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On Belay

What a climbing wall taught me about my immovable God
On Belay

As I looked down, I had one thought: If this thing breaks, it’s gonna hurt. I was strapped in a harness connected to a young man standing on the ground below. His words were encouraging. “Keep going, you’re doing great! Don’t forget to keep looking ahead for your next foothold.”

But I wasn’t looking ahead. I was looking down, at the guy holding the ropes, at the little bitty piece of metal through which they passed. He looked younger than my son. Was he even old enough to shave? If I weighed more than he did (which was likely), would gravity suddenly kick in and yank him off the ground at the same rate that I plummeted toward it? And that’s assuming the metal carabiner binding the ropes didn’t bust apart. Oh, this wasn’t good—it wasn’t good at all.

Actually, I wasn’t that far off the ground. I was attempting a climbing wall at a fun park, surrounded by the team I worked with at church. They were encouraging me as well. “Keep going, Sherry! You’ve got this!”

It didn’t feel like I had anything. I was half holding, half dangling, with the straps awkwardly placed between my legs, my baby arms growing weaker by the minute.

The young man below repeated his earlier instructions: “Don’t worry about the harness or the ropes or me. Keep your eyes up, finding where you will place your hands and feet next. On belay, remember?”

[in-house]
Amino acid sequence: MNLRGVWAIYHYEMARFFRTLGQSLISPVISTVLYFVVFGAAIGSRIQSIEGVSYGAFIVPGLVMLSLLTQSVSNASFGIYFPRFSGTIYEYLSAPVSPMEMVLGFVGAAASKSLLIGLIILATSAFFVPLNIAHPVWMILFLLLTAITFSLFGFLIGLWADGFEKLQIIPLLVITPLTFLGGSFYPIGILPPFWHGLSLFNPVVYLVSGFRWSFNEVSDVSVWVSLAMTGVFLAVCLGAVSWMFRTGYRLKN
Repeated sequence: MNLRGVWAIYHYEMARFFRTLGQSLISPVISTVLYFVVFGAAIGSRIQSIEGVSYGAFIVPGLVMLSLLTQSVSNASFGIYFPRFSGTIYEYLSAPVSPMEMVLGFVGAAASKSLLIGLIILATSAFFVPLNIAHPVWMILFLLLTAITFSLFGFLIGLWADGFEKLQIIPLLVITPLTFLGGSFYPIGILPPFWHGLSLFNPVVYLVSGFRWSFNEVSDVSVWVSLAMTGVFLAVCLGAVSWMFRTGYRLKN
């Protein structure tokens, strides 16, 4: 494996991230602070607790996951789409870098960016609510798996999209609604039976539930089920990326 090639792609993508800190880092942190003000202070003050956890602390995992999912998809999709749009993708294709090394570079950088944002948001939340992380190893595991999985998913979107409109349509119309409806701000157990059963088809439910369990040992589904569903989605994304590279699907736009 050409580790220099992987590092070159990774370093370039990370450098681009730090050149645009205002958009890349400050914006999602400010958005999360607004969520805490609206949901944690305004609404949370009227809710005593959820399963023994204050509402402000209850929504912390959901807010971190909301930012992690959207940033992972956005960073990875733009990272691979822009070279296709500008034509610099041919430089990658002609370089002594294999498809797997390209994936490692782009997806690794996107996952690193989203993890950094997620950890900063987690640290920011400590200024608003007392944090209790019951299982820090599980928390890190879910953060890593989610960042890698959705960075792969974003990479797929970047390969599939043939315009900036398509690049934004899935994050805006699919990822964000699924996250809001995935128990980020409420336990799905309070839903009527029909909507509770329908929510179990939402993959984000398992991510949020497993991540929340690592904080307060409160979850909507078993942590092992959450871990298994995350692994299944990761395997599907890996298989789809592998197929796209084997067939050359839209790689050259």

I did remember. He had explained how the harness worked, how it was designed to handle a 300-pound person, how I was held securely even if I slipped or let go of the wall. The words on belay were his signal that I was anchored securely, not just to my harness or to him but to something secure, something immoveable. While the ropes passed through his hands to help me navigate my upward movement (or prevent my rapid descent), they were ultimately attached to a concrete structure that couldn’t be moved. Unfortunately, my baby arms and trembling legs weren’t cooperating. The footholds felt too small, too far apart, and I had to let go of one to grab hold of the next. I felt helpless and vulnerable, overwhelmed.

I have felt this way often in life, even at times when my feet were planted securely on terra firma. As I anticipated my first big job, my first child, leaving one place to move to another, or decisions that felt too big to make. A common thread ran through them: I’m unsure. This feels different. I’m not sure what to do next. This is scary.

As I grasped and clung and tried to calm my nerves on the climbing wall, there was someone on the ground who wasn’t nervous at all. He had done this many times before. He knew I was secure and in no real danger of falling. He also knew he could hoist me all the way to the top, without my help if necessary; and if my weeny arms and wobbly legs truly did give out, he could gently lower me to the ground. He was a non-anxious presence.

You know where I’m going with this. But before you start down the path of I-know-I-should-just-pray-more, stop. We all worry. Some of us are just better at it than others because we’ve had more practice. I’m one of those. I’ve worried and tried to convince myself to stop. I’ve scolded and pointed the finger of blame at my anxious heart. I’ve pretended I wasn’t worried, all the while knowing I was. But I’m done with the just-stop-it self-shaming, and now I’m taking some action.